The move to be a broader recycling company and not just a scrap metal company sets them apart, Neil Cohen said.

“We want to be doing things that other people aren’t doing. We want to brand ourselves in a different way. We want to make the customer experience special, something somebody wants to continue to do,” Neil said.

“We want them to be greeted by somebody and we want them to be able to drive through a clean facility. We want them to get the help that they need and feel like they had a good experience when they leave,” Neil said. “Those are the kinds of things that we think make us unique.”

Also, the new focus on recycling broadens Cohen’s customer base. Electronics, for example, is one material that appeals to all demographics, Dumes said.

Cohen in 2012 received third-party R2 Solutions certification for responsible e-waste recycling practices.

“Only certain people have truckloads of scrap metal. Only certain industries or manufacturing plants generate scrap metal,” Dumes said.

“But every business and every individual has obsolete electronics or will have at some point,” he said.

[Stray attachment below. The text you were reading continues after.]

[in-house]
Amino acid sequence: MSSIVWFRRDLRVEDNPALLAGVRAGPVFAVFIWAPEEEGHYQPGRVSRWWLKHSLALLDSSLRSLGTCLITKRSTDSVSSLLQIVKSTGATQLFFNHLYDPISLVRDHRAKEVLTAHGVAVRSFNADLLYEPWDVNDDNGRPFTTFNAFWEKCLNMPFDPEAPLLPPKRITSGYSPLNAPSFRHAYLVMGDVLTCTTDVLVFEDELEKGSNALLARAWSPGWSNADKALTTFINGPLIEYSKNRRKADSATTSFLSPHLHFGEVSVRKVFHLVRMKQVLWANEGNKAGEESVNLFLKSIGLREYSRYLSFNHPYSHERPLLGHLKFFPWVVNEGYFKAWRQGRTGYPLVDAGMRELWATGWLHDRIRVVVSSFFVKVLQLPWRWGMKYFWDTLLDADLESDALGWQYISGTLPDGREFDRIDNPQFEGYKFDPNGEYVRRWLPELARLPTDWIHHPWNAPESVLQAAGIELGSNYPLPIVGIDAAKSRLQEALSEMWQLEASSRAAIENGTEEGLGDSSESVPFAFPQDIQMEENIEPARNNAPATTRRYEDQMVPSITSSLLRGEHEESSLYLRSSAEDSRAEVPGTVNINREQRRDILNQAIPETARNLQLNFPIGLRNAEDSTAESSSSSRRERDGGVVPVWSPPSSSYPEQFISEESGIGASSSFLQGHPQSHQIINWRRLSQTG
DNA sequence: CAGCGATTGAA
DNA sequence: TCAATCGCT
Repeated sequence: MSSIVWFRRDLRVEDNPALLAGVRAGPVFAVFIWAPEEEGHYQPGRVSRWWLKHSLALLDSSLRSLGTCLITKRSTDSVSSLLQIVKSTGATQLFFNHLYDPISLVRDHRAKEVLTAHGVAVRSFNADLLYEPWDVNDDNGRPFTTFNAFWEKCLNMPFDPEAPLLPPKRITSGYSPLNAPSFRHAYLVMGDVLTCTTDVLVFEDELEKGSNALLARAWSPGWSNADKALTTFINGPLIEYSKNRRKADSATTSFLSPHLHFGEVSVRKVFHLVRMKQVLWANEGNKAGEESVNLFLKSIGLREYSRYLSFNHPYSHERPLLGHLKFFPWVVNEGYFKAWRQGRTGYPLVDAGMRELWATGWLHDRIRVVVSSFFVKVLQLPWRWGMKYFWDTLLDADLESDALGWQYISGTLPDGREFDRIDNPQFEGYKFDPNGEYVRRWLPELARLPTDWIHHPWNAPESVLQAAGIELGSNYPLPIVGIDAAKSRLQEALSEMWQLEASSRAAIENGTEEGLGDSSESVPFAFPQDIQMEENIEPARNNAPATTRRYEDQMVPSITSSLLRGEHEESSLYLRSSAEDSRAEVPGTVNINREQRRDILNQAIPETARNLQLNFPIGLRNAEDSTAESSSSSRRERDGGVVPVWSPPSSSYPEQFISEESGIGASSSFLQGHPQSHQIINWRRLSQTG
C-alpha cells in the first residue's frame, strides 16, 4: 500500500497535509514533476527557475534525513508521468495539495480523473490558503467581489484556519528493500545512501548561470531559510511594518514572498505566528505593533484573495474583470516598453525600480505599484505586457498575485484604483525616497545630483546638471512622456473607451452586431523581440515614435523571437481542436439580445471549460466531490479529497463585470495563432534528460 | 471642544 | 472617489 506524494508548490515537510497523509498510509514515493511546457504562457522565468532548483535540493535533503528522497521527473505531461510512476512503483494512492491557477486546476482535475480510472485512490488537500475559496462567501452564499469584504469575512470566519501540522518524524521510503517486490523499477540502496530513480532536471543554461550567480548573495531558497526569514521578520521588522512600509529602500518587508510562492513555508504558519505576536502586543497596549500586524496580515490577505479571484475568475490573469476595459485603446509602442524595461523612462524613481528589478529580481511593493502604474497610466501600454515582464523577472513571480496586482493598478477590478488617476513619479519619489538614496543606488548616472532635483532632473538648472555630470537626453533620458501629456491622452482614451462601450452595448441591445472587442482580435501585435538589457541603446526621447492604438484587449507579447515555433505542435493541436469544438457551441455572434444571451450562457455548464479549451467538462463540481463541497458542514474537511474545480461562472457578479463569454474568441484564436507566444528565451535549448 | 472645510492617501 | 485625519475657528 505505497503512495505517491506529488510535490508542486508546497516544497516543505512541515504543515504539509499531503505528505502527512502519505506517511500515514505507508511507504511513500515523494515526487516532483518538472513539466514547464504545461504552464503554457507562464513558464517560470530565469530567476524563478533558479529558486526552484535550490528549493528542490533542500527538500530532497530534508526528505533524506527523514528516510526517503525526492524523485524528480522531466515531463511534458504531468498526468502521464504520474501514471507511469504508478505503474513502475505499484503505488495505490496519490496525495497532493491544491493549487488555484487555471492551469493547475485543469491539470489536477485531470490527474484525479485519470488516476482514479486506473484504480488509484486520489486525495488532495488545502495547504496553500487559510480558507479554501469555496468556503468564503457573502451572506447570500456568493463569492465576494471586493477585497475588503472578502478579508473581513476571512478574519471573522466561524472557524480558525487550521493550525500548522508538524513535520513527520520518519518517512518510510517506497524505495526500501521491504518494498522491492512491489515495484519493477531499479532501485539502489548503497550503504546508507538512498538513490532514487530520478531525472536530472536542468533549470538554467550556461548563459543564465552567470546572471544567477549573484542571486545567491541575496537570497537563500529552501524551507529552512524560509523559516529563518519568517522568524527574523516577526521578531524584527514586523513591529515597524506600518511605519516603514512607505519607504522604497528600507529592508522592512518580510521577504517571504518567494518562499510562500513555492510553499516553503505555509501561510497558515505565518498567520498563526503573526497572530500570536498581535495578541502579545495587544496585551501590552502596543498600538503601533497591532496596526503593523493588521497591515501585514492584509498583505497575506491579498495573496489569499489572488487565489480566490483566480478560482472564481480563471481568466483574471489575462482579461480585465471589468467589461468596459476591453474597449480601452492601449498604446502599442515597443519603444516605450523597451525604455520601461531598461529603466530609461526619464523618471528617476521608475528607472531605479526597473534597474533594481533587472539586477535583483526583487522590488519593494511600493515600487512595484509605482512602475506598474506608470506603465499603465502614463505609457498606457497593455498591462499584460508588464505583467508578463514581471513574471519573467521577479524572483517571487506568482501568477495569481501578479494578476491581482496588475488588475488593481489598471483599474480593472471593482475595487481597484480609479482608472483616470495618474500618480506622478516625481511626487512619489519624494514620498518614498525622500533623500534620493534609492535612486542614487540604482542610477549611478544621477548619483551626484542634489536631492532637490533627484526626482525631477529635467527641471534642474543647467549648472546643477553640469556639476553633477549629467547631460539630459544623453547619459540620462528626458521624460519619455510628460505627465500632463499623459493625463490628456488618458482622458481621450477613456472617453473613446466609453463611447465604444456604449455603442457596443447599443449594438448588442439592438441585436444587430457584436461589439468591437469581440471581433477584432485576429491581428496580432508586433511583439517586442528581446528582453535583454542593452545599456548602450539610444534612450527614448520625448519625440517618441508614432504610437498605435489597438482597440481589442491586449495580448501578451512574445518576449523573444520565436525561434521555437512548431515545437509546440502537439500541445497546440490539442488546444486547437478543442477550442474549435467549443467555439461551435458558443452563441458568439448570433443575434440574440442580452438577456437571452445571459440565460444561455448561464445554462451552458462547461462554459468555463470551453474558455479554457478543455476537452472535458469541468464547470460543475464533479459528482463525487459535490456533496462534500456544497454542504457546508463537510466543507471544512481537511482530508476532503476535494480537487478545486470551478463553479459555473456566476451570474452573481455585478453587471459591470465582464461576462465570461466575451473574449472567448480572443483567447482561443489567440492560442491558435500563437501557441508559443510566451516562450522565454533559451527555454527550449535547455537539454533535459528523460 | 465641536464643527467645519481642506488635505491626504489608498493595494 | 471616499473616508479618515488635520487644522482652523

“We’re looking at financial institutions, we’re looking at health care, all these different industries that don’t make a product necessarily so they don’t have scrap metal, but they have offices and they have technology and people in their houses have old cell phones and old computers and they need a way to recycle that stuff because it’s hazardous and it’s data bearing,” he said. “We want to be an outlet for that.”

Cohen operates multiple Middletown locations including its main processing center and headquarter offices at 1723 Woodlawn Ave.; and a recycling center at 3120 S.Verity Pkwy.

In 2011, Cohen expanded and doubled its footprint in Hamilton, opening a new entrance facing Black Street. The Hamilton business was formerly known as Hamilton Scrap Processors, an independent company with common ownership with Cohen. It is now part of the larger Cohen company.

In Dayton, Cohen runs recycling centers on West Third and Valley streets. It also sells auto parts at its 5940 W. Third St., Dayton, facility.